Opportunity Zones: IRAs for Capital Gains
10th Annual RSM New York Investment Industry Summit
INSIGHT ARTICLE |
Participants at our 10th Annual RSM New York Investment Industry Summit gained insights on how new opportunity zone tax incentives can make reinvesting capital gains in economically distressed communities very rewarding. However, everything depends on the return.
The 2017 Tax Cuts and Jobs Act created tax incentives for reinvesting capital gains in economically distressed communities. The opportunity zone program is particularly valuable forong-term reinvestments of short-term capital gains by the use of a deferral mechanism
With its combination of tax deferral and partial exclusion, the program offers great tax planning benefits for large capital gains recognized currently
For example, an investor decides to reinvest a short-term capital gain of $100 in one of the federally designated qualified opportunity zones (QOZs).
The investor will pay deferred tax after eight years on only 85 percent of the original investment.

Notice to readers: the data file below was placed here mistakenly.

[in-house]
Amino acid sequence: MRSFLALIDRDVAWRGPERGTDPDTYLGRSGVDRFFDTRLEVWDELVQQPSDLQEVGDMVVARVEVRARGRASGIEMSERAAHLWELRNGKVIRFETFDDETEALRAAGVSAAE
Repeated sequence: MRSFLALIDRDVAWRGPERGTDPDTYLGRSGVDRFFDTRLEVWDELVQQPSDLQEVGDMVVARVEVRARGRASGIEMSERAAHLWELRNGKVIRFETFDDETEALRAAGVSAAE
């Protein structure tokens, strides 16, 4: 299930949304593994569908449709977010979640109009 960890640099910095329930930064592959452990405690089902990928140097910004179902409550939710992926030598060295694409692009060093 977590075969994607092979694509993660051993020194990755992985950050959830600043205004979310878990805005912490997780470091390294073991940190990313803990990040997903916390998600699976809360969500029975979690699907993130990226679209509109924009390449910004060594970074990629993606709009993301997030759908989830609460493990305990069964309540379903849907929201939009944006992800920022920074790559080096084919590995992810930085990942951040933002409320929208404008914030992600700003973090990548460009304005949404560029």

At the end of 10 years, the investor can realize gains on the QOZ investment tax-free.
If the investment gained 10 percent annually, the investor would make $218 for the period.
That’s $87 more than the $131 he would have if he had paid short-term capital gains tax on his $100 and reinvested the remaining $59.20 at 10 percent.
A few caveats
- The size of the benefit depends entirely on the return. If the return were 7 percent, the benefit would be $25 for reinvesting a short-term capital gain (and only $3 for reinvesting a long-term capital gain).
- Operating income on investments is taxable.
- A QOZ might lose its status in the long term.
- The program already has stimulated a fair amount of competition for reinvestment opportunities.